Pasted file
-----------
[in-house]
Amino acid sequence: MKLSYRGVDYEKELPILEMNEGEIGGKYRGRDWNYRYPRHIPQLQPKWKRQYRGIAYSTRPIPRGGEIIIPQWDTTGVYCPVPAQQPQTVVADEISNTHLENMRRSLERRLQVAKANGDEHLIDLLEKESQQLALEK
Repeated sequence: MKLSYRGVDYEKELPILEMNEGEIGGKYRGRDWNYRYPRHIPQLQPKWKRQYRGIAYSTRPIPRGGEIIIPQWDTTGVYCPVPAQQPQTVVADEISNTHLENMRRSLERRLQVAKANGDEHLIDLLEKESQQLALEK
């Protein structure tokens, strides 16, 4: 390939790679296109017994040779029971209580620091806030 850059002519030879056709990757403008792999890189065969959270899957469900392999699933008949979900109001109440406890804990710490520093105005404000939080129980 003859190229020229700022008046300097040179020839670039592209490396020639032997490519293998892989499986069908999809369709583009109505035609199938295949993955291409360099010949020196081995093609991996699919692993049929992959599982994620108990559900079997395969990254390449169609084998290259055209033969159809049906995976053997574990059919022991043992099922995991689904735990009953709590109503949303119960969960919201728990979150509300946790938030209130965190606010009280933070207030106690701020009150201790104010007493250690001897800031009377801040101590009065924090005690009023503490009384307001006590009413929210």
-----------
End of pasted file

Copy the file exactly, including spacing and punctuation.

[in-house]
Amino acid sequence: MKLSYRGVDYEKELPILEMNEGEIGGKYRGRDWNYRYPRHIPQLQPKWKRQYRGIAYSTRPIPRGGEIIIPQWDTTGVYCPVPAQQPQTVVADEISNTHLENMRRSLERRLQVAKANGDEHLIDLLEKESQQLALEK
Repeated sequence: MKLSYRGVDYEKELPILEMNEGEIGGKYRGRDWNYRYPRHIPQLQPKWKRQYRGIAYSTRPIPRGGEIIIPQWDTTGVYCPVPAQQPQTVVADEISNTHLENMRRSLERRLQVAKANGDEHLIDLLEKESQQLALEK
């Protein structure tokens, strides 16, 4: 390939790679296109017994040779029971209580620091806030 850059002519030879056709990757403008792999890189065969959270899957469900392999699933008949979900109001109440406890804990710490520093105005404000939080129980 003859190229020229700022008046300097040179020839670039592209490396020639032997490519293998892989499986069908999809369709583009109505035609199938295949993955291409360099010949020196081995093609991996699919692993049929992959599982994620108990559900079997395969990254390449169609084998290259055209033969159809049906995976053997574990059919022991043992099922995991689904735990009953709590109503949303119960969960919201728990979150509300946790938030209130965190606010009280933070207030106690701020009150201790104010007493250690001897800031009377801040101590009065924090005690009023503490009384307001006590009413929210």